The Importance of Reliable Financial Statements When Selling Your Business

Many small business owners underestimate the importance of having reliable financial statements on hand when the time comes to sell a business. This article will explore some of the main reasons why you should have several years of accountant-prepared financial statements when you go to sell a business.

Valuing a Business
One of the first steps in selling a business is coming up with a selling price or a business valuation. In order to do so, a business broker or business valuator needs to have a complete financial picture of the business from which to conduct an analysis and form an opinion. Too often, business buyers insist that there is unclaimed “cash” in the business. An ethical business broker or valuator will not take this into account in their valuation as they themselves cannot validate this money to a prospective investor.

Presenting the business to buyers and due diligence
A qualified business buyer will most certainly ask to review the financial statements of the company before consummating a transaction. In fact, in the province of Ontario it is law that a buyer must be given financial statements and a detailed asset list prior to the sale of a business. Once presented with the numbers, a buyer will usually take this information to their accountant for independent validation. An accountant will certainly not advise their client to proceed with a deal unless the books check out. In other words, business buyers need a good set of financials in order to give a green-light to a deal.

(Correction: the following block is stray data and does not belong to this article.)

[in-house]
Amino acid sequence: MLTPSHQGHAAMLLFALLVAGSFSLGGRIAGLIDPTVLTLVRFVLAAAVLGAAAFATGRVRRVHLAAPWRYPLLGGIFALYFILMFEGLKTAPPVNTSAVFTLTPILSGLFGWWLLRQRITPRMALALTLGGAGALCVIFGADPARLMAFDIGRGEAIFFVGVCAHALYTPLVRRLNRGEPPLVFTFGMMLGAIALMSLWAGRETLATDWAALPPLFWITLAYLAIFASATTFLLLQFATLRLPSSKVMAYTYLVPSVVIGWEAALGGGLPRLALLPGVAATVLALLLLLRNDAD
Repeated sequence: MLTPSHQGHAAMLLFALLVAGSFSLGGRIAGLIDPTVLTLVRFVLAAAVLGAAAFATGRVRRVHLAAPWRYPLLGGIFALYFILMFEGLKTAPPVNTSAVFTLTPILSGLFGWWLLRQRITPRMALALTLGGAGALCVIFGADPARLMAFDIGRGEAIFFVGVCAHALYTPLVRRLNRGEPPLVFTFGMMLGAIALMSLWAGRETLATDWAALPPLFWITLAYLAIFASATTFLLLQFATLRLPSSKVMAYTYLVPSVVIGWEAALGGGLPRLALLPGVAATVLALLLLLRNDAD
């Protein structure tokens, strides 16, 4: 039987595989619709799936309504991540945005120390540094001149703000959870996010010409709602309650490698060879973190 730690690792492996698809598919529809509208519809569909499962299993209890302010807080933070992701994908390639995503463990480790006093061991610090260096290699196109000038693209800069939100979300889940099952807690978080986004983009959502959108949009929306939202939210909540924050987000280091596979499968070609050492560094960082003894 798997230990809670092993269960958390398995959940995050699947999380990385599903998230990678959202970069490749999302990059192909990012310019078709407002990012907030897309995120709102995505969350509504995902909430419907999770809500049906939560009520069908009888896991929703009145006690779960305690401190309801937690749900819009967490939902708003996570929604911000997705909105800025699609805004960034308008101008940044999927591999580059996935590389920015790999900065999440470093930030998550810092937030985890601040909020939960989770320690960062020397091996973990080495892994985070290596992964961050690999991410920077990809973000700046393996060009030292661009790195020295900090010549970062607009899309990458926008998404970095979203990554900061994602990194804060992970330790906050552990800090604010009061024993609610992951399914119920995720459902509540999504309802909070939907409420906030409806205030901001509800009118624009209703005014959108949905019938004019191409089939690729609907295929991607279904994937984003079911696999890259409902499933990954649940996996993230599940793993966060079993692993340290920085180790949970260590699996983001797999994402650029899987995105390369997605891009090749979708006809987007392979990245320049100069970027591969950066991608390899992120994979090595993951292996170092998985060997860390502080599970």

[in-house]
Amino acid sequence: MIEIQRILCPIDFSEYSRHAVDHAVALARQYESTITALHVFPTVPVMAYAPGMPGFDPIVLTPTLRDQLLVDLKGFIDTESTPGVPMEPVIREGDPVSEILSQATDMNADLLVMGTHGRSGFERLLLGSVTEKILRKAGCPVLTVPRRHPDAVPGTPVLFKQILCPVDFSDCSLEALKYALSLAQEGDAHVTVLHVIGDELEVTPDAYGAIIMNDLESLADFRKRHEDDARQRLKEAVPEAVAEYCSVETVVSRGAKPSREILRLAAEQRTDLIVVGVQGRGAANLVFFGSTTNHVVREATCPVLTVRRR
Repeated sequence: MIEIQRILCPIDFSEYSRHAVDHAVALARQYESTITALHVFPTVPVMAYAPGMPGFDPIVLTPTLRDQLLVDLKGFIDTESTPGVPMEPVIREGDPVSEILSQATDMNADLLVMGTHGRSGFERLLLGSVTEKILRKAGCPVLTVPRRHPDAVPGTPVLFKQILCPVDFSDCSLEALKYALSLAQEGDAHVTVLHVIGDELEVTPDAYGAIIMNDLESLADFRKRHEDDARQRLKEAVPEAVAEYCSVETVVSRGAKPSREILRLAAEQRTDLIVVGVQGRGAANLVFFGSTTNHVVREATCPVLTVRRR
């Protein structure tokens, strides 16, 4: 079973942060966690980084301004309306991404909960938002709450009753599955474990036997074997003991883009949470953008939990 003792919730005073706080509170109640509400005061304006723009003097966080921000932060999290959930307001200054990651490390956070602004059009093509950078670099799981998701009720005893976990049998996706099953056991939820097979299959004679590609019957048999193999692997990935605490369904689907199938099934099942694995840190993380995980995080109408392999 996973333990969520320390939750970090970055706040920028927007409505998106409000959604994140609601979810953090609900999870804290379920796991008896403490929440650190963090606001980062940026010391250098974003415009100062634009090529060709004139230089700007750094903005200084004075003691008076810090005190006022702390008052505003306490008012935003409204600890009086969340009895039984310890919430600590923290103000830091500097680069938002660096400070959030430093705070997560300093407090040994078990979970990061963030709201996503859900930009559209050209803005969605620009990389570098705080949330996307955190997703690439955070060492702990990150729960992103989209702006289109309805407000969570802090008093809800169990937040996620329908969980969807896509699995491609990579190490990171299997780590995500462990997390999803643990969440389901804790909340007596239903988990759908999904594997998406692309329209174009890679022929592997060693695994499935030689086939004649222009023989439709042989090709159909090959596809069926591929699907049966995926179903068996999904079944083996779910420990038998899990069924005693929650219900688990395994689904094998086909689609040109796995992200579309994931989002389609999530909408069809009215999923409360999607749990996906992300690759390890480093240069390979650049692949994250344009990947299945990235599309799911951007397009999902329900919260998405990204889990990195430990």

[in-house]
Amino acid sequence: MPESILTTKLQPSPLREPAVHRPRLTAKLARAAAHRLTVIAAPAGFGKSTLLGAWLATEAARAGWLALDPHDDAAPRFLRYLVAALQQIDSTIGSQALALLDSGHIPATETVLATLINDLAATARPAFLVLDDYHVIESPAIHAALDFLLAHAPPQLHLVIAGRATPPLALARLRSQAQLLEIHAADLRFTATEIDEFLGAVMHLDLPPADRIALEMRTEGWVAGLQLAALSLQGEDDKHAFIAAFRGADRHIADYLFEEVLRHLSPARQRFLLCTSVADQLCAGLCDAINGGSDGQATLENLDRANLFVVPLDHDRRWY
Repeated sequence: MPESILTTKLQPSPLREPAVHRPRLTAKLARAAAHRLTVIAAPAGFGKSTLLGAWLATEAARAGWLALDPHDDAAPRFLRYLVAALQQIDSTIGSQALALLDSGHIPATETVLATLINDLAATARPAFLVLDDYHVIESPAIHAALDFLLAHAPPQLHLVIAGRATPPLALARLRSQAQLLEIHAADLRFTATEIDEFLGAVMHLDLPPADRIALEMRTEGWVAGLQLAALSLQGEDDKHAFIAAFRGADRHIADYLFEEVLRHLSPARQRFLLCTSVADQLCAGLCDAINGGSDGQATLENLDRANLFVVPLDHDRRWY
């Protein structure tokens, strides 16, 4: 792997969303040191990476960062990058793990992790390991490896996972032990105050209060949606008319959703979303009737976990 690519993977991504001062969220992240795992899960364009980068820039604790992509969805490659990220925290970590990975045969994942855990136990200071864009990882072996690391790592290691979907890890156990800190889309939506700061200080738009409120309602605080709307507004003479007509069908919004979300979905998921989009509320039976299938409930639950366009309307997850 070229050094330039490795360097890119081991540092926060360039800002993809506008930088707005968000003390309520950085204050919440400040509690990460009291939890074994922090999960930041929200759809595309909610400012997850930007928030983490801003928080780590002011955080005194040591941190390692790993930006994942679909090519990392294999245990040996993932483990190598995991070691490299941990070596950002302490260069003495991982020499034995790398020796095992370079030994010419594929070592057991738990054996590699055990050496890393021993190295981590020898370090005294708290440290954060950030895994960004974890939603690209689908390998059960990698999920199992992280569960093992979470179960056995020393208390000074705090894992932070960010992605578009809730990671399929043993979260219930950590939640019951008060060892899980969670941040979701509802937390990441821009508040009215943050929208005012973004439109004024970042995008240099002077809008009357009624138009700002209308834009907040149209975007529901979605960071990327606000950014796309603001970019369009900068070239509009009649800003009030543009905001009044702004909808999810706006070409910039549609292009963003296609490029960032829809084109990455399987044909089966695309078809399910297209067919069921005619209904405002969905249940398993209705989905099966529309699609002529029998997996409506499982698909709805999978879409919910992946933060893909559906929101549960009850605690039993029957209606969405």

Getting a bank to approve a loan for a business acquisition
The sale of a business really involves three different parties to the transaction – the buyer, the seller and the financial institution that will be financing the purchase. Banks in Canada are especially conservative and will insist on valid financial information as well as relevant tax returns in order to pass their credit process. Most banks in Canada will require recent accountant-prepared financials (less than 6 months old ideally) and will absolutely not consider “under the table” cash sales claimed by the owner. The harsh reality is that even if a buyer and a seller want to proceed with a deal, it could all be a moot point if the bank is not in on the deal too.

Revenue that is claimed increases the valuation of the business
Many business owners falsely believe that by pocketing cash sales that they will be saving money in the long run. The truth is, not claiming cash revenue may save in the income taxes payable on that revenue but it is highly illegal and probably not worth it from a financial perspective too. Consider an example where a business owner does not put through $1,000 in revenue. The business owner may have saved about $200 in taxes payable by doing this. However, from a valuation perspective if the business has a 3x earnings multiple then the owner just shaved off about $3,000 in overall business value from their company by not recording the sales.

The overall point is that if you are a business owner make a point to have a professional accountant prepare your business financial statements every year. Keep all of your personal expenses distinct from your business too as it makes the process of selling your business so much easier. The market to sell a small business is already difficult enough without the added burden of not having clean books to rely on.